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Osimertinib Resistance and EGFR Mutations in NSCLC Treatment

*January 2024*

Note: This article discusses the analysis of circulating tumor DNA (ctDNA) in the context of osimertinib treatment for non-small cell lung cancer (NSCLC), specifically focusing on resistance mechanisms. It highlights the complexity of resistance mechanisms associated with osimertinib treatment in NSCLC and the importance of understanding genetic changes for effective management.

The presence of the T790M mutation during first or second-generation EGFR-TKI treatments is observed in 50-60% of patients. This mutation hinders the drug’s binding to the mutant EGFR protein. Osimertinib, however, can covalently bind to the T790M and cysteine-797 (C797) residue at the protein’s ATP binding site, overcoming resistance mechanisms.

Analysis of circulating tumor (ct) DNA at the time of treatment discontinuation or progression showed that 49% of patients in the AURA3 trial lacked the T790M mutation. Often, the loss of T790M is associated with the development of alternative competitive resistance mechanisms. In patients with T790M mutant NSCLC receiving osimertinib, 63% experienced loss of T790M at progression, commonly linked to histological transdifferentiation, KRAS mutations, or gene fusions. In the same study, those with T790M loss had a shorter treatment duration (6.1 months vs. 15.2 months, p = 0.01). T790M loss has been linked to earlier resistance and poorer survival in other cohorts. The presence of T790M loss and plasma EGFR-activating mutations is associated with the shortest PFS (average 2.6 months, 95% CI 1.3, not reached) in genomic analysis of post-progression samples from patients receiving second-line osimertinib. However, when osimertinib is used first-line, the T790M mutation is usually absent before or after progression, reducing its significance with increased frontline use.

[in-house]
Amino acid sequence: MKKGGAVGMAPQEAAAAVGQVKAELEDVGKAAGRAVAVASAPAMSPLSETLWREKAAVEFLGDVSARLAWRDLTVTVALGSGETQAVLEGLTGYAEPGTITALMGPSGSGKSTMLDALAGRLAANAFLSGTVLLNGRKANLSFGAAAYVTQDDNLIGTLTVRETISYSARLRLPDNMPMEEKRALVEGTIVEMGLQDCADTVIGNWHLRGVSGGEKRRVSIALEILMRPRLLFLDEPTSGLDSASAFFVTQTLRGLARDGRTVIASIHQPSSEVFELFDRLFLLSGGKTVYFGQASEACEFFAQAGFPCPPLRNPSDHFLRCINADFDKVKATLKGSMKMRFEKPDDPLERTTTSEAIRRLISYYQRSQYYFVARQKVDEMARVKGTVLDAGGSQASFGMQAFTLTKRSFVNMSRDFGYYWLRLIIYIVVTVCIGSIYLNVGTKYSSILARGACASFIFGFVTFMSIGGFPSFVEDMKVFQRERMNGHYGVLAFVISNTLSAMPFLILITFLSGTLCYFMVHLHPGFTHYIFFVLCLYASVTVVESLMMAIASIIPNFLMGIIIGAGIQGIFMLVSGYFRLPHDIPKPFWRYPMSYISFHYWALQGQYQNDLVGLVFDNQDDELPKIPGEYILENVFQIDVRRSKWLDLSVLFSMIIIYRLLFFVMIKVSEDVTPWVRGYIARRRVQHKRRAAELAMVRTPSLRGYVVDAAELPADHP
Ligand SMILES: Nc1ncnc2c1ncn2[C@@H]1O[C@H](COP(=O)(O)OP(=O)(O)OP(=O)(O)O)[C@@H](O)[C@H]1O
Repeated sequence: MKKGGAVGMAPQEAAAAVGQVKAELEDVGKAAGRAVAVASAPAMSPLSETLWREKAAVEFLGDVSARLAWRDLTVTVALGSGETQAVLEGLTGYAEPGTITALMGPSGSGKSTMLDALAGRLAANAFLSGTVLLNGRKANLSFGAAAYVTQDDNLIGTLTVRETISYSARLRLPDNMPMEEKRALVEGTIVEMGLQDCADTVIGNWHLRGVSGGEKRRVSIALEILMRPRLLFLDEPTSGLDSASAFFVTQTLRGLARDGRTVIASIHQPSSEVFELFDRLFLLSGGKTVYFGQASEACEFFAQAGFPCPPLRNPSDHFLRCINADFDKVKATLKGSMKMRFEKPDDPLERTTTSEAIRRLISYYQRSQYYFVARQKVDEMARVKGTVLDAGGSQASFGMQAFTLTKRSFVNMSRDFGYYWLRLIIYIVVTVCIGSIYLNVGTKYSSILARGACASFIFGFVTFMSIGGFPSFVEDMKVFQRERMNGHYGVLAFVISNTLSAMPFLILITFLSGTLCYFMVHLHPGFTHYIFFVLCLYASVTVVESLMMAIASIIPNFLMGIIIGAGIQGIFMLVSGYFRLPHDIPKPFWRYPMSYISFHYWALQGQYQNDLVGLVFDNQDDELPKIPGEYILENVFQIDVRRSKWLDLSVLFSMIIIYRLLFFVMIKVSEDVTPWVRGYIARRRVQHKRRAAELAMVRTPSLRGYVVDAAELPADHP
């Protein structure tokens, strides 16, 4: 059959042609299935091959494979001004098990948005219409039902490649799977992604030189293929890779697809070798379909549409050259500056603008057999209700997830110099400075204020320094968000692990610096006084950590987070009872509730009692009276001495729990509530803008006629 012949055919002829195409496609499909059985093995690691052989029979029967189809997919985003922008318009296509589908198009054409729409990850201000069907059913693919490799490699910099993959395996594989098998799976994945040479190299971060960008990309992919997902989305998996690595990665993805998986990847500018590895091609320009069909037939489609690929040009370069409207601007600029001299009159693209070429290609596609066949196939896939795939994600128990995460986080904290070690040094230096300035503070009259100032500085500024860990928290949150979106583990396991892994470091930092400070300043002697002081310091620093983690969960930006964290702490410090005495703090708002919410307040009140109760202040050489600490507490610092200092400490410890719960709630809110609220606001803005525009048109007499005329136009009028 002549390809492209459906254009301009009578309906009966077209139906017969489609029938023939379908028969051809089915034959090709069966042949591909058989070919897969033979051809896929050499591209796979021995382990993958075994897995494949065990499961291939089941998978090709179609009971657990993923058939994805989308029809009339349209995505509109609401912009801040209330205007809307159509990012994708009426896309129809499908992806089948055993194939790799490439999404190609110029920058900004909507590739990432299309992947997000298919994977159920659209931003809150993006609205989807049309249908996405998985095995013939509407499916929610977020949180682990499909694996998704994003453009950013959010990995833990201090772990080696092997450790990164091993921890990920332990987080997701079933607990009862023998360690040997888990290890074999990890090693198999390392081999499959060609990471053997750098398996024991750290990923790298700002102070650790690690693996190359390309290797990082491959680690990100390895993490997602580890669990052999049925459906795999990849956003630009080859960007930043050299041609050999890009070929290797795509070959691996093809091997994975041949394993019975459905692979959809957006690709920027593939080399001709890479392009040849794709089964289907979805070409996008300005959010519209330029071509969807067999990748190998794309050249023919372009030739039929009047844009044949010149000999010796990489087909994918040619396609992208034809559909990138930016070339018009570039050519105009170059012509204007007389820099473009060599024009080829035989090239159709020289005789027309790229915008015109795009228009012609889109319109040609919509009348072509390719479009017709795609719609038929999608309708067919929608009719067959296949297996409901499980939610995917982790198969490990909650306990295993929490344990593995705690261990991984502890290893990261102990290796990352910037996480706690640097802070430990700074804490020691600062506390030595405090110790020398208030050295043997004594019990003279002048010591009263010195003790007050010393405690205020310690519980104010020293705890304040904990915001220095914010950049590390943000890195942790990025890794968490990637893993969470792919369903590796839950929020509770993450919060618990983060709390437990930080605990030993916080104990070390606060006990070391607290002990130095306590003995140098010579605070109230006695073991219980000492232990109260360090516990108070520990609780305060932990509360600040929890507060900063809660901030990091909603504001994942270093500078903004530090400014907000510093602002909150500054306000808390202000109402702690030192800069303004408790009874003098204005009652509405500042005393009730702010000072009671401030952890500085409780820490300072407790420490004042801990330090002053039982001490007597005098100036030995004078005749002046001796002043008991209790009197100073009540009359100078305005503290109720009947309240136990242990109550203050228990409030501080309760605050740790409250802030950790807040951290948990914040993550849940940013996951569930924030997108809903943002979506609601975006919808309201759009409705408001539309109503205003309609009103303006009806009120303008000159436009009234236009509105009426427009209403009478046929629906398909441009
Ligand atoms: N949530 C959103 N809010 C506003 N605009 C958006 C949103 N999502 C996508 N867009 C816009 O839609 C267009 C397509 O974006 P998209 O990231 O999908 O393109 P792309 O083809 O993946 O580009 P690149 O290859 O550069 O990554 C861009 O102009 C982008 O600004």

Another genetic change at the C797 residue in the ATP binding region of EGFR’s exon 20 has emerged as a key mechanism of resistance to osimertinib. This often involves a cysteine-to-serine (C797S) substitution, and rarely, a cysteine-to-glycine (C797G) change. Mechanistically, osimertinib overcomes T790M resistance by forming a bond with the C797 residue in the ATP pocket; thus, a mutation at C797 hinders its covalent bond with mutant EGFR. Read more.